An estimated 18 lions are within Custer State Park, according to the radio-collar tracking of lions throughout the Black Hills.

The commission also increased the total number of lions that may be killed to 50, including five in Custer State Park.

Dr. Sharon Seneczko, president of the Black Hills Mountain Lion Foundation, requested the commission follow the recommendations that biologists set forth, something the commission has not done for the past two years. She said the decision to exceed the recommendations could be detrimental to the population.

She also said members of her group were split on their decisions whether to support hunting in Custer State Park.

GF&P biologists proposed that a 40-lion limit be set this year; however, the commission raised this to 45 lions or 30 females in August.

“It’s two paths to the same destination,” said Tony Leif, the department’s wildlife division director. “One is a safer route that offers more stability, but you chose one that will get you there a little faster. Both will get you to the same destination.”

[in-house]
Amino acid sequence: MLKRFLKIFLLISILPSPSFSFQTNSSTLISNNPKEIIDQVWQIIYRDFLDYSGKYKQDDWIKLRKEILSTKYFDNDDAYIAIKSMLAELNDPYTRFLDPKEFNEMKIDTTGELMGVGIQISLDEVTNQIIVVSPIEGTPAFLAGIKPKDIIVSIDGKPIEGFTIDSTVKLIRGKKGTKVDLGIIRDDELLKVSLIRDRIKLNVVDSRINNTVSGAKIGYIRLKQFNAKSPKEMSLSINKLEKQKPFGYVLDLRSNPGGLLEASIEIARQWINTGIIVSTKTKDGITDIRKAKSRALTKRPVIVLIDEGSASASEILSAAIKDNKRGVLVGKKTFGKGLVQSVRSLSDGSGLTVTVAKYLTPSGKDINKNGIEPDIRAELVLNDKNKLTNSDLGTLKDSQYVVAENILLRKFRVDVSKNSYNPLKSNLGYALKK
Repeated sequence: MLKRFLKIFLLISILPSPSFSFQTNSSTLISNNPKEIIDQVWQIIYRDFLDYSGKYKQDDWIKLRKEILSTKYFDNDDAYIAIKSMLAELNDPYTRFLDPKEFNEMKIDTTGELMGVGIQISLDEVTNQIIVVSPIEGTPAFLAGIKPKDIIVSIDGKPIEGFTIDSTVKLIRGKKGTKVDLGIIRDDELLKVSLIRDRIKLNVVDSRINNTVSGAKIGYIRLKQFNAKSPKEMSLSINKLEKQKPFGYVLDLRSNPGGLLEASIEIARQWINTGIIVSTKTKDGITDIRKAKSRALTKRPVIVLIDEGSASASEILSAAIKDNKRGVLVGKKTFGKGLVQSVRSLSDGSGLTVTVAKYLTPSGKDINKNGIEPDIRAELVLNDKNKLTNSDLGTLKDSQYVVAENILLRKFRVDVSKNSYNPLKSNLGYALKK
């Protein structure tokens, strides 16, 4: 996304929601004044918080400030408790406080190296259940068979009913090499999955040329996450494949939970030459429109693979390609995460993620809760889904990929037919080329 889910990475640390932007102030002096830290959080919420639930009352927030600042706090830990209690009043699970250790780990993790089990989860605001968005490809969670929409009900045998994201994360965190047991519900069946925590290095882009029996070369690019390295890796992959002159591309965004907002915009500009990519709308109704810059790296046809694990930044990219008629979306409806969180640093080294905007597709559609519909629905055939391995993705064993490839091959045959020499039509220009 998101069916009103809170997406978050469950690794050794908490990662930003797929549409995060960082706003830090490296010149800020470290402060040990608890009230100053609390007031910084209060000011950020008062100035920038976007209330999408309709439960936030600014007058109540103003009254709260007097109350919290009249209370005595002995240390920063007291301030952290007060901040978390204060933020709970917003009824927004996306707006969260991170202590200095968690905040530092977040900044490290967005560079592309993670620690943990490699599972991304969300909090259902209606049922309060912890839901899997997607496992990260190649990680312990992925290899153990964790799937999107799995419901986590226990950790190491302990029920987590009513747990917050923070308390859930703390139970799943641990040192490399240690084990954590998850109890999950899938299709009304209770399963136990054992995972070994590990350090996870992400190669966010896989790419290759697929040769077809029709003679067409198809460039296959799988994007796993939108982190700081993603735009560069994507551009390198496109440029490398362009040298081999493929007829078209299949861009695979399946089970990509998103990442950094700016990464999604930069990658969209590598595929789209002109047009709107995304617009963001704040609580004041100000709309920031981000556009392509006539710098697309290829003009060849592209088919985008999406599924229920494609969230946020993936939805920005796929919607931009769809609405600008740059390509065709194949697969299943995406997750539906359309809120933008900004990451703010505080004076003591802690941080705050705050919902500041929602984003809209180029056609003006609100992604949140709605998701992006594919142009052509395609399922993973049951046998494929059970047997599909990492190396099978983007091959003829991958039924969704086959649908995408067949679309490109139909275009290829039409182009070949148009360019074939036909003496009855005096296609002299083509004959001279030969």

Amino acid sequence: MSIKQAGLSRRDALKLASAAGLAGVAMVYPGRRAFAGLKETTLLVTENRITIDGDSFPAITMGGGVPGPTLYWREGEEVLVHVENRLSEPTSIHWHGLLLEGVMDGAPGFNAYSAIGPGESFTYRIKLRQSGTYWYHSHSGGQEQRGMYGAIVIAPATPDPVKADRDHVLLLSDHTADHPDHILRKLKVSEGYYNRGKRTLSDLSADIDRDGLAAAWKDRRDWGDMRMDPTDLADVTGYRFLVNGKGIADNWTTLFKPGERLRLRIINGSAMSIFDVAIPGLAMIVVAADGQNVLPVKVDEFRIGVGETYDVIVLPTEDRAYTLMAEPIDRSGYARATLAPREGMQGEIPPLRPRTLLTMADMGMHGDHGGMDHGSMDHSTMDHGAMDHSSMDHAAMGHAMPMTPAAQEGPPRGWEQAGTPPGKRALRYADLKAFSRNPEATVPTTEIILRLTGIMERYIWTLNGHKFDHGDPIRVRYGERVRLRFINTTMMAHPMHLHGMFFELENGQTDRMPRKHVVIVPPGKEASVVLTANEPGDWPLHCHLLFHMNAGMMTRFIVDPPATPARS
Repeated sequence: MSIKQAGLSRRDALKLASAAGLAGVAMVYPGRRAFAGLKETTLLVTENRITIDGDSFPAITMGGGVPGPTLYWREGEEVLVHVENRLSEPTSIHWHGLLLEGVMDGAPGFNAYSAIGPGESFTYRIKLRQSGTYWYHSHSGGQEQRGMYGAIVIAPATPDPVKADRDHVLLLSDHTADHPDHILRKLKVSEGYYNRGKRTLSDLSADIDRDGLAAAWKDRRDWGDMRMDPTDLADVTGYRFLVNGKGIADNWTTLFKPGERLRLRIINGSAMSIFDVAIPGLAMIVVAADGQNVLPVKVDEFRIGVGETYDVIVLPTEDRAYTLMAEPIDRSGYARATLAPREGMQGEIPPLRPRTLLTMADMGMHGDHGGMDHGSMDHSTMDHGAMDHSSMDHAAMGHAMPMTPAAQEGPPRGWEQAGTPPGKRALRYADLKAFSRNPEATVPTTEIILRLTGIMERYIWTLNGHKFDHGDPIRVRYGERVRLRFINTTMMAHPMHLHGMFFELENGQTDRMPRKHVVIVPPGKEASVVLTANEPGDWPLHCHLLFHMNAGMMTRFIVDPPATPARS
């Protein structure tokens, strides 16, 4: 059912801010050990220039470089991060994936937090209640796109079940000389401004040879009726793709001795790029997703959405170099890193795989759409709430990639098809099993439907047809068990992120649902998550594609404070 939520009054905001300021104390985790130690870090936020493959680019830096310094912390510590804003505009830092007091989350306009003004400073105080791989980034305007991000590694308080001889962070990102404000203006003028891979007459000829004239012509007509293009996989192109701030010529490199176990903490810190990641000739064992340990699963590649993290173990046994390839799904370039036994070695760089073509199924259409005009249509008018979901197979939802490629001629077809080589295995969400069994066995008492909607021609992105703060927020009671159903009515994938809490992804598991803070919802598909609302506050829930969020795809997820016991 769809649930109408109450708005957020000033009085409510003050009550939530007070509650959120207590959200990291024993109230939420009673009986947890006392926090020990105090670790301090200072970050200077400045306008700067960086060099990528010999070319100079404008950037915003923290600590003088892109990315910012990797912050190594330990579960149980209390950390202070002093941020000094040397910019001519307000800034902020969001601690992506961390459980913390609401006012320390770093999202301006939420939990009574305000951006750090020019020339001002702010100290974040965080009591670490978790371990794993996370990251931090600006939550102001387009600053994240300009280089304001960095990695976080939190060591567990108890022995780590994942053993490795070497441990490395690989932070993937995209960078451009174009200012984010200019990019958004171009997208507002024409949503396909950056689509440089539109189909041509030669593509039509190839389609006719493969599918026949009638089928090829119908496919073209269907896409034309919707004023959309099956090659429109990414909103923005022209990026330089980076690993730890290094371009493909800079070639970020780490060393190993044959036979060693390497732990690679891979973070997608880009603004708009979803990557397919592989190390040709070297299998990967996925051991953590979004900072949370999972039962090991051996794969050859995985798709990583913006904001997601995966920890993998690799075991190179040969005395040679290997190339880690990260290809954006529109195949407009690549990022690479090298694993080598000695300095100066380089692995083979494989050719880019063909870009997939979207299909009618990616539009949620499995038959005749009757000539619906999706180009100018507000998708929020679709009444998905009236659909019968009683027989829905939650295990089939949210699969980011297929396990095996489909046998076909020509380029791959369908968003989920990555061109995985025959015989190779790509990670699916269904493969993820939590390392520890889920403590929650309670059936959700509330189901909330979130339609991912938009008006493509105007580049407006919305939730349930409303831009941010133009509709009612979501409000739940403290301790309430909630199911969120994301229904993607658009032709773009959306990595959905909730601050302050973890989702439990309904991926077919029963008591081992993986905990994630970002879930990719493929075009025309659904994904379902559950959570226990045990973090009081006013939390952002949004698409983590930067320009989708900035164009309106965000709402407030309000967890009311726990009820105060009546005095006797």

Wildlife officials are trying to trim the population from the current approximate 225 lions down to about 175 cats.

South Dakota State University researcher Jonathan Jenks said the target population of 175 could be reached by 2013 through harvests of 45 lions annually for the next few seasons. He said the harvest could be backed down to 30 or 35 annually after that.

About 25 people spoke at Thursday’s public hearing. Another approximate 80 people wrote in to express their opinions of the recommended seasons. Opinions heard differ greatly, with the majority of public speakers at polar opposites.

The upcoming season, which will open on Jan. 1, 2011, will last until March 31, 2011 unless the quotas or subquota is reached first. The season will be the sixth the state has held. The quota or subquota has always closed the season prior to the March 31 closing date.

In 2010, 40 lions were killed. Hunters harvested 24 females and 16 males. Nearly 2,100 hunters bought licenses for the 2010 hunt.